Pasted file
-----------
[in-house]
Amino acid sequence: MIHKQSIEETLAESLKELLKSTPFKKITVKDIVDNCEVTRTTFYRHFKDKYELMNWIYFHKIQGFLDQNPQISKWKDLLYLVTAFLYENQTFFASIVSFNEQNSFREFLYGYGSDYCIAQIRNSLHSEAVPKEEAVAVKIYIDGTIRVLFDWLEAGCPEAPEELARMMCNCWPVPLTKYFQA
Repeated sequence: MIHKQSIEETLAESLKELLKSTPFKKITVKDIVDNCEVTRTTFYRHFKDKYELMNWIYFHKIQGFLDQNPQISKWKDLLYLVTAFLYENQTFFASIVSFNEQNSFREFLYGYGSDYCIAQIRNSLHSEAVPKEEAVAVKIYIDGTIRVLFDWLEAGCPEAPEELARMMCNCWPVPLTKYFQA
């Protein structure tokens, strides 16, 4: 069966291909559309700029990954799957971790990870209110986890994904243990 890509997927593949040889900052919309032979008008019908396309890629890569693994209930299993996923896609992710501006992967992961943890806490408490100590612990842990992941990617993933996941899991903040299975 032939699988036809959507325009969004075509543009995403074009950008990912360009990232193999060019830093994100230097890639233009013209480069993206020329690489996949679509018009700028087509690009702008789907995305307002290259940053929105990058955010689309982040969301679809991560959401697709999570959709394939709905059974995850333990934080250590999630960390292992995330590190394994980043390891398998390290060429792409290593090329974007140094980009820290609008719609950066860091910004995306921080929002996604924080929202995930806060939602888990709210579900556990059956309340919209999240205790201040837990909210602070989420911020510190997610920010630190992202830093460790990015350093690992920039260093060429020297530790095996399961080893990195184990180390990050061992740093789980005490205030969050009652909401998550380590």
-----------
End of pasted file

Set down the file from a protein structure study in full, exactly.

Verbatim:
[in-house]
Amino acid sequence: MIHKQSIEETLAESLKELLKSTPFKKITVKDIVDNCEVTRTTFYRHFKDKYELMNWIYFHKIQGFLDQNPQISKWKDLLYLVTAFLYENQTFFASIVSFNEQNSFREFLYGYGSDYCIAQIRNSLHSEAVPKEEAVAVKIYIDGTIRVLFDWLEAGCPEAPEELARMMCNCWPVPLTKYFQA
Repeated sequence: MIHKQSIEETLAESLKELLKSTPFKKITVKDIVDNCEVTRTTFYRHFKDKYELMNWIYFHKIQGFLDQNPQISKWKDLLYLVTAFLYENQTFFASIVSFNEQNSFREFLYGYGSDYCIAQIRNSLHSEAVPKEEAVAVKIYIDGTIRVLFDWLEAGCPEAPEELARMMCNCWPVPLTKYFQA
């Protein structure tokens, strides 16, 4: 069966291909559309700029990954799957971790990870209110986890994904243990 890509997927593949040889900052919309032979008008019908396309890629890569693994209930299993996923896609992710501006992967992961943890806490408490100590612990842990992941990617993933996941899991903040299975 032939699988036809959507325009969004075509543009995403074009950008990912360009990232193999060019830093994100230097890639233009013209480069993206020329690489996949679509018009700028087509690009702008789907995305307002290259940053929105990058955010689309982040969301679809991560959401697709999570959709394939709905059974995850333990934080250590999630960390292992995330590190394994980043390891398998390290060429792409290593090329974007140094980009820290609008719609950066860091910004995306921080929002996604924080929202995930806060939602888990709210579900556990059956309340919209999240205790201040837990909210602070989420911020510190997610920010630190992202830093460790990015350093690992920039260093060429020297530790095996399961080893990195184990180390990050061992740093789980005490205030969050009652909401998550380590």